Translation:Two glasses of orange juice, please.
Would it be possible to use "per favore" instead "per piacere"? Is there any difference?
I've been taught slight differences; favore is used everywhere; cortesia is more polite, recommended when using the formal you or to make a good impression; piacere (note it's the noun - pleasure - not the verb) stresses your plea.
Is "per piacere" common to use in Italy? It seems to me that "per favore" is the default choice for "please".
We use "per piacere" or "per favore" or "per cortesia". There are no differences.
I'd also like to know if this is fully interchangeable with 'per favore' or when it would be used.
Why ''Two glasses of orange juice, please'', instead of ''Two glasses with orange juice, please''?
The glasses aren't made of orange juice :D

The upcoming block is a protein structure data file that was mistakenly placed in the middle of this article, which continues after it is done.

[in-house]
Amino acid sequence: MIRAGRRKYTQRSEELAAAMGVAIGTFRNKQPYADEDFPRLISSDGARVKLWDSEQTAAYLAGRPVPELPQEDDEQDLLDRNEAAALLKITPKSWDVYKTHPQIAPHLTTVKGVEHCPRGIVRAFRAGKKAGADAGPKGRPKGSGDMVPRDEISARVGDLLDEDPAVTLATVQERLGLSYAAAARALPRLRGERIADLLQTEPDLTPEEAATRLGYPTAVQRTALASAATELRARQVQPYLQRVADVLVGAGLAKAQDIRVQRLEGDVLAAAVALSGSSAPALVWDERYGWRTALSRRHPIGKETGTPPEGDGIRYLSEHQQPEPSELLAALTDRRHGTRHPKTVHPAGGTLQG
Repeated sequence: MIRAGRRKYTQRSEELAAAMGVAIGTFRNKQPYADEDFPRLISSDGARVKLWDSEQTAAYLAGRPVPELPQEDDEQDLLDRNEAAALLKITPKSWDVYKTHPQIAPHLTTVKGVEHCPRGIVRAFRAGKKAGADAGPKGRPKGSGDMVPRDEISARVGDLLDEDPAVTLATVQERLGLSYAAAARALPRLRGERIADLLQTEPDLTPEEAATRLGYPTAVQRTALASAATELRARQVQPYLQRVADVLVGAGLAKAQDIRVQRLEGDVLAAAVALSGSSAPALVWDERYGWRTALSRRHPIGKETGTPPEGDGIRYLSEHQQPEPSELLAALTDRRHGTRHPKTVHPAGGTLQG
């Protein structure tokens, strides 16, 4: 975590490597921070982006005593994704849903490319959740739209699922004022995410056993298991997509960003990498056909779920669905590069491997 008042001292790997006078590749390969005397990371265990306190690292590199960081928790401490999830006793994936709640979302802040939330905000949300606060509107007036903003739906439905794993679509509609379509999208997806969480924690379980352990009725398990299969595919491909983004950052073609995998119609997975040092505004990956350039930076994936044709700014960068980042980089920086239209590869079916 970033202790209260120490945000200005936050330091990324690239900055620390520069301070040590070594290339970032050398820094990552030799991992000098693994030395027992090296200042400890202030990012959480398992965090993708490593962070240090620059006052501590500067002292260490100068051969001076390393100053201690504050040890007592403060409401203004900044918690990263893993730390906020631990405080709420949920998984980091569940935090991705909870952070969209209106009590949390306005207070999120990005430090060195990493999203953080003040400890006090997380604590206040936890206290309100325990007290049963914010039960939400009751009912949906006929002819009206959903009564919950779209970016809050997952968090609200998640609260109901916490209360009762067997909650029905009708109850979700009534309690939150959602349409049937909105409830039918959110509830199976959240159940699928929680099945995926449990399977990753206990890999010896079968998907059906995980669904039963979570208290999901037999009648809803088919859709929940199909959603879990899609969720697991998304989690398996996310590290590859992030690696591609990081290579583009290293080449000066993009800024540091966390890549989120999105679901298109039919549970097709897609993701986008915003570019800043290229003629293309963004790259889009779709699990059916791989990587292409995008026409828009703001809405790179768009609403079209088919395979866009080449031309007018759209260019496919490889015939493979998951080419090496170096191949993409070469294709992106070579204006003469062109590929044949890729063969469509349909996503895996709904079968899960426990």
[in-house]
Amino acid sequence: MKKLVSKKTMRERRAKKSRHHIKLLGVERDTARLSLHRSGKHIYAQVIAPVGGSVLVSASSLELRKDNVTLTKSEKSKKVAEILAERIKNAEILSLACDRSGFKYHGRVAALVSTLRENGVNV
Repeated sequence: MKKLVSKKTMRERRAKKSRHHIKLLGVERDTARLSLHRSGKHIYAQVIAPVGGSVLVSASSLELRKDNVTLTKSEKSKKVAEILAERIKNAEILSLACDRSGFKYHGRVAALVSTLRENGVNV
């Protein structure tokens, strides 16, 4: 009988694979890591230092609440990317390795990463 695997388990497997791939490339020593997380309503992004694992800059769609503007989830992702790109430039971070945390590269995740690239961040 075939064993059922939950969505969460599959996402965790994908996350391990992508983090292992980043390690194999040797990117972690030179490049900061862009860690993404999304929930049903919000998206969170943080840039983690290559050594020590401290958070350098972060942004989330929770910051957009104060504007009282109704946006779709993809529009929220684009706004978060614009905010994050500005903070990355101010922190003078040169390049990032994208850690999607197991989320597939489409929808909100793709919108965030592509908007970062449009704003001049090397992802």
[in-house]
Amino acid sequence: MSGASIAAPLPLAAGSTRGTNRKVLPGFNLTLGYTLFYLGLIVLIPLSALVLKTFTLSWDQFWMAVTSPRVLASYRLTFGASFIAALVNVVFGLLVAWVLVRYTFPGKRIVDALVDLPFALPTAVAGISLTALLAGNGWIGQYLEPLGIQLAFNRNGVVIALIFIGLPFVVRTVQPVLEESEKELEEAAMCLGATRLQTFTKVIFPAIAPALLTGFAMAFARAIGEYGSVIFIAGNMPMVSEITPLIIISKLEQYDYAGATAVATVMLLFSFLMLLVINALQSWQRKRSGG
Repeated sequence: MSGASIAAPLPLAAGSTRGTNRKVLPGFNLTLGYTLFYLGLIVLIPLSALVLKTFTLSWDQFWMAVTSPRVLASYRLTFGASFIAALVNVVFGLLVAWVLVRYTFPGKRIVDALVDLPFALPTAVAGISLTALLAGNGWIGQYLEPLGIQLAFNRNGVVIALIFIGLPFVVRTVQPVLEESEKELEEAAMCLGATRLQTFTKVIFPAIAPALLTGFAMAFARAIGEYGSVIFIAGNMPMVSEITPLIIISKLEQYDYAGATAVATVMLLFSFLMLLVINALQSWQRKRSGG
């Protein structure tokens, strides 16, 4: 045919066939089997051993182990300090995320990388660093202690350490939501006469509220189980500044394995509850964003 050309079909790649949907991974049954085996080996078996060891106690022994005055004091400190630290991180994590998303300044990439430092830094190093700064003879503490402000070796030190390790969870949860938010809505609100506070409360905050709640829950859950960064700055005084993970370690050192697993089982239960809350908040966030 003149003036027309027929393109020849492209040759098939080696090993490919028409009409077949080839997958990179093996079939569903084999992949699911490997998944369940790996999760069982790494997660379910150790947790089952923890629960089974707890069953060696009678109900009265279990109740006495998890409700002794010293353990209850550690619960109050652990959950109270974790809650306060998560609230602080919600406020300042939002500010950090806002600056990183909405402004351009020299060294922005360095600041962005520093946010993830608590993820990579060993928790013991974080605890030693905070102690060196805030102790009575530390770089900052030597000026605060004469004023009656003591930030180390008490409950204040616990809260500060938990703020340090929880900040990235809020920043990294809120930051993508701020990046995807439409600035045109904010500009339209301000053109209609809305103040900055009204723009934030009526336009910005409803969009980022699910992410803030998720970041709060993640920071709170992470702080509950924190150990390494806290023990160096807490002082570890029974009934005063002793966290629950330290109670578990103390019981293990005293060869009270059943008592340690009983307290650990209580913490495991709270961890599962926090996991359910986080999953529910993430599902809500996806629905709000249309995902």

Because that's the English idiom. Two glasses of orange juice, a glass of milk, a cup of tea, a glass of wine. If you asked an English speaker for two glasses with orange juice they'd think you meant the orange juice separate rather than in the glasses. Preposition use varies from language to language. The only way you would use 'with' here is 'two glasses with orange juice in' which is both unwieldy and not used by natives.
When talking about food and the ingredient is the main or only component you say
Dish DI ingredient
Soup of tomato
zuppa di pomodoro
but we would then have succo di arancia so because orange in Italian starts with a vowel you drop the i to get succo d'arancia - juice of orange.
"Two cups orange juice, please." is not accepted. And I don't see the standard-W#CX!@-translation.
Why am I wasting my time and even writing a comment?